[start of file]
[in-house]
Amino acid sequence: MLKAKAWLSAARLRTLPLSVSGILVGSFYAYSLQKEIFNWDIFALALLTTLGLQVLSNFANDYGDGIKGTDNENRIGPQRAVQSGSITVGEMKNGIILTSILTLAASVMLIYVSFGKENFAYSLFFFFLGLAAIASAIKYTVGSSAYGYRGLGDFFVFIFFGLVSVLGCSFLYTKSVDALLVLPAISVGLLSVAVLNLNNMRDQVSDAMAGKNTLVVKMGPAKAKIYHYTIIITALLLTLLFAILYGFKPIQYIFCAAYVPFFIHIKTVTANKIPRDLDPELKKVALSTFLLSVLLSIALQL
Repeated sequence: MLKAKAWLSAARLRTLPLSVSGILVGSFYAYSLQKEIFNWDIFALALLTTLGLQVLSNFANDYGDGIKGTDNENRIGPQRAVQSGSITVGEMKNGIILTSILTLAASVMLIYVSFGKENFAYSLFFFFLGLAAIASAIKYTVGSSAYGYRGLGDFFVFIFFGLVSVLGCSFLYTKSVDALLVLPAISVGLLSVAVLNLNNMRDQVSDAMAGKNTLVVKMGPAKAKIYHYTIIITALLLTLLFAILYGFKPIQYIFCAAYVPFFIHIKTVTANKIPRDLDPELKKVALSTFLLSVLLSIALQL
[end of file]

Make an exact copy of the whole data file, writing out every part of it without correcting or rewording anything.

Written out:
[in-house]
Amino acid sequence: MLKAKAWLSAARLRTLPLSVSGILVGSFYAYSLQKEIFNWDIFALALLTTLGLQVLSNFANDYGDGIKGTDNENRIGPQRAVQSGSITVGEMKNGIILTSILTLAASVMLIYVSFGKENFAYSLFFFFLGLAAIASAIKYTVGSSAYGYRGLGDFFVFIFFGLVSVLGCSFLYTKSVDALLVLPAISVGLLSVAVLNLNNMRDQVSDAMAGKNTLVVKMGPAKAKIYHYTIIITALLLTLLFAILYGFKPIQYIFCAAYVPFFIHIKTVTANKIPRDLDPELKKVALSTFLLSVLLSIALQL
Repeated sequence: MLKAKAWLSAARLRTLPLSVSGILVGSFYAYSLQKEIFNWDIFALALLTTLGLQVLSNFANDYGDGIKGTDNENRIGPQRAVQSGSITVGEMKNGIILTSILTLAASVMLIYVSFGKENFAYSLFFFFLGLAAIASAIKYTVGSSAYGYRGLGDFFVFIFFGLVSVLGCSFLYTKSVDALLVLPAISVGLLSVAVLNLNNMRDQVSDAMAGKNTLVVKMGPAKAKIYHYTIIITALLLTLLFAILYGFKPIQYIFCAAYVPFFIHIKTVTANKIPRDLDPELKKVALSTFLLSVLLSIALQL